Brooklyn Boro

July 1: ON THIS DAY IN HISTORY

July 1, 2021 Brooklyn Eagle History
Share this:

ON THIS DAY IN 1876, the Brooklyn Daily Eagle reported, “The Committee of the Board of Aldermen entrusted with the duty of making preparations for the proper celebration of the Centennial Anniversary of the National Independence are drawing to the close of their labors. Alderman Fisher, the chairman of the committee, has devoted almost the whole of his time from the last week to perfecting the arrangements, and if any mishaps should occur it will not be for want of attention on his part.”

***

ON THIS DAY IN 1925, the Eagle reported, “SANTA BARBARA, CAL. (A.P.) A bright dawn spread over Santa Barbara, earthquake-stricken city of the Pacific, as her thousands of sons and daughters arose to face serious problems of reconstruction which confront them in returning their city to what was formerly described as the millionaire’s playground and municipal gem of the Pacific Coast. Ten people have lost their lives in the earthquake, described as the heaviest to visit the Pacific Coast. Five major shocks have been recorded since the first temblor on Monday, but throughout the night there have been nearly a score of slight, almost imperceptible shocks. No exact estimate of the loss has been announced, but it has been described as between $20,000,000 and $25,000,000. During the night, structural engineers, who have been assigned the task of testing the remaining strength of the city’s structures, began arriving from Los Angeles and San Francisco. It was freely predicted that many of the buildings, although standing and exhibiting but slight traces of the earthquake’s ravages, would be ordered demolished to make way for more solid and substantial structures.”

***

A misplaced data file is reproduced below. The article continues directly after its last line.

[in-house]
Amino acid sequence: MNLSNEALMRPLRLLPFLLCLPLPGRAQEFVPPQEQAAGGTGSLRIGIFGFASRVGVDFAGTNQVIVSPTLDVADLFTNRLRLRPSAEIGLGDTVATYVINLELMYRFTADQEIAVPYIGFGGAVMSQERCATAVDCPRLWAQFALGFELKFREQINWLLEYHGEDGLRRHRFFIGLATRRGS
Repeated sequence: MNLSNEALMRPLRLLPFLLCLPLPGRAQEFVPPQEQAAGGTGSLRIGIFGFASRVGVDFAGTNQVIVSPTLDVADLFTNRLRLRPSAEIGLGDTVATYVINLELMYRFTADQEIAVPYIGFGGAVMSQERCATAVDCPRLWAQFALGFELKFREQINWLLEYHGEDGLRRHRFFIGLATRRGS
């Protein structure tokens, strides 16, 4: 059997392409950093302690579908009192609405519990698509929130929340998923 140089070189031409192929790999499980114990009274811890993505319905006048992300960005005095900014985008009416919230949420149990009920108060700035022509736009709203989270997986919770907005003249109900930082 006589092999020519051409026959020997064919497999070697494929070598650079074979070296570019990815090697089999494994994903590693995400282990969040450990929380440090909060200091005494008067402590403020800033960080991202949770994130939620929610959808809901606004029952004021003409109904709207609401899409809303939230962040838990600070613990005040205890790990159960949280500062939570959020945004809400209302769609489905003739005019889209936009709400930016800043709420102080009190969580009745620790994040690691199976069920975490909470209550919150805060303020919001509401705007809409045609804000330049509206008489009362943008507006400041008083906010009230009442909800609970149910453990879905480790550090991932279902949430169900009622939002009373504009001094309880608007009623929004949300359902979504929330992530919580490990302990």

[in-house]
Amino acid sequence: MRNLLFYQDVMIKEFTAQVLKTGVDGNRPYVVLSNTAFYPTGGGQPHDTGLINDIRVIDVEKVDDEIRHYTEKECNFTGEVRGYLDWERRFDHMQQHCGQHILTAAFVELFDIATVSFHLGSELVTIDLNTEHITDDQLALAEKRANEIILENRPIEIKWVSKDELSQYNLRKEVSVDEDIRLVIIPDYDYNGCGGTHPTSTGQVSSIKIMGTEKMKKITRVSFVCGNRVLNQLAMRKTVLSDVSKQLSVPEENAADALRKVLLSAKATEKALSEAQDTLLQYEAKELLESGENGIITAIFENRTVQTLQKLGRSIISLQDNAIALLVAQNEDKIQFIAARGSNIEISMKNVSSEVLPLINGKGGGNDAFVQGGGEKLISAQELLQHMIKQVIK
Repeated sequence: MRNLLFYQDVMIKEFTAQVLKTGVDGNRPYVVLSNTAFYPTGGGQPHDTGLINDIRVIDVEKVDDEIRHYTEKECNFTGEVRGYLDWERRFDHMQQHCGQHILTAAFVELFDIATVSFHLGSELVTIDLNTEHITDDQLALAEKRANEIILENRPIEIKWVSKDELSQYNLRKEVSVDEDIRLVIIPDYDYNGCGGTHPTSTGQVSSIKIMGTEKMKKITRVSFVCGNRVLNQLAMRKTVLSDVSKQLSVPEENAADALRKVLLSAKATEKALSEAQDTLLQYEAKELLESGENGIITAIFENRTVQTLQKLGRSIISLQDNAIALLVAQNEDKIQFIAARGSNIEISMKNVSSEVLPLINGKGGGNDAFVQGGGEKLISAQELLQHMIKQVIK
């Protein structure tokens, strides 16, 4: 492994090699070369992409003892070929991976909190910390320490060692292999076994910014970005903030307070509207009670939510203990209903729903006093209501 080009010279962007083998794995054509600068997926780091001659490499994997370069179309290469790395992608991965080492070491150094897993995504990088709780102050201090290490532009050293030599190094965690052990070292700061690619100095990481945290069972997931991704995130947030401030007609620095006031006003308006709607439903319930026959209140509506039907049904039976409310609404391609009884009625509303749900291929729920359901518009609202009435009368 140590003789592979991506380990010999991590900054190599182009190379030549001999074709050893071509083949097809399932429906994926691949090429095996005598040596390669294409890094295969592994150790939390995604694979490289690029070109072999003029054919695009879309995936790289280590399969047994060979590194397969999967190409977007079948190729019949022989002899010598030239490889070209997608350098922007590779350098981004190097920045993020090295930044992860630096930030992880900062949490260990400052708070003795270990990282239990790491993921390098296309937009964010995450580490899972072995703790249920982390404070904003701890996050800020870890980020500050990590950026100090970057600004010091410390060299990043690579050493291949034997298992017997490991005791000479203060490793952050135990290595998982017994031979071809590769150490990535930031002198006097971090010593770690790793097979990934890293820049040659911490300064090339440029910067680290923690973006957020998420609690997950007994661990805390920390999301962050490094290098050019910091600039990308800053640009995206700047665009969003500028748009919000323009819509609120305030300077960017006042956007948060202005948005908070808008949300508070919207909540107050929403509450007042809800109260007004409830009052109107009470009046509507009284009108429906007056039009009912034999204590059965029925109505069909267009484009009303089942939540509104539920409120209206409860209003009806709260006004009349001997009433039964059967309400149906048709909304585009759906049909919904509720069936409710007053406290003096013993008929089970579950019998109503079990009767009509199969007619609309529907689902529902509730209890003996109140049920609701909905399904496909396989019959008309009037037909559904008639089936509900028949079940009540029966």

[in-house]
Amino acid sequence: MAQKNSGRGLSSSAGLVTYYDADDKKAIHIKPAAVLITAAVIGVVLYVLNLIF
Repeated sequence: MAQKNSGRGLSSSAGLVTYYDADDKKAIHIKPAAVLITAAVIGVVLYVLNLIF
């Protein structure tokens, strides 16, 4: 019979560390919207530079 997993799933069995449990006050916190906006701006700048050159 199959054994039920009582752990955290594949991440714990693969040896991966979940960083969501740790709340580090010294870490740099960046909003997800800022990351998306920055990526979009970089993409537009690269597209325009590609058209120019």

ON THIS DAY IN 1953, the Eagle reported, “An unprecedented six-way race for mayor loomed today in the wake of the Liberal party’s decision to ‘go it alone’ behind Council President Rudolph Halley. With the Liberals, who have been steadily grabbing strength in municipal elections, in the mayoralty campaign alone for the first time since the party was formed, hopes of a ‘good government’ coalition against the Democrats were smashed. Representative Jacob K. Javits, the only man who could have prompted a combined Republican-Liberal ticket, said after Halley’s selection by the Liberals last night that the ‘traditional good-government elements’ could still enter a candidate himself. Most observers do not agree with him that this would be feasible. Halley and County Judge Samuel S. Leibowitz, who has accepted the City Fusion party designation, are now officially in the race, although technically Halley’s candidacy still depends on approval by an official meeting of the five Liberal party county committees. That is merely a formality. Although there is still a chance that the Republicans and Democrats may unite behind Manhattan District Attorney Frank S. Hogan or possibly Kings County District Attorney Miles F. McDonald, it appears more likely that both major parties will run separate mayoralty nominees. Mayor [Vincent] Impellitteri, unless he receives the Democratic nod still a possibility but the odds are against it gives every indication he will run again on the Experience party line, as he did when elected in 1950. The sixth candidate will be from the American Labor party, which has virtually lost its one-time appeal for independent voters.”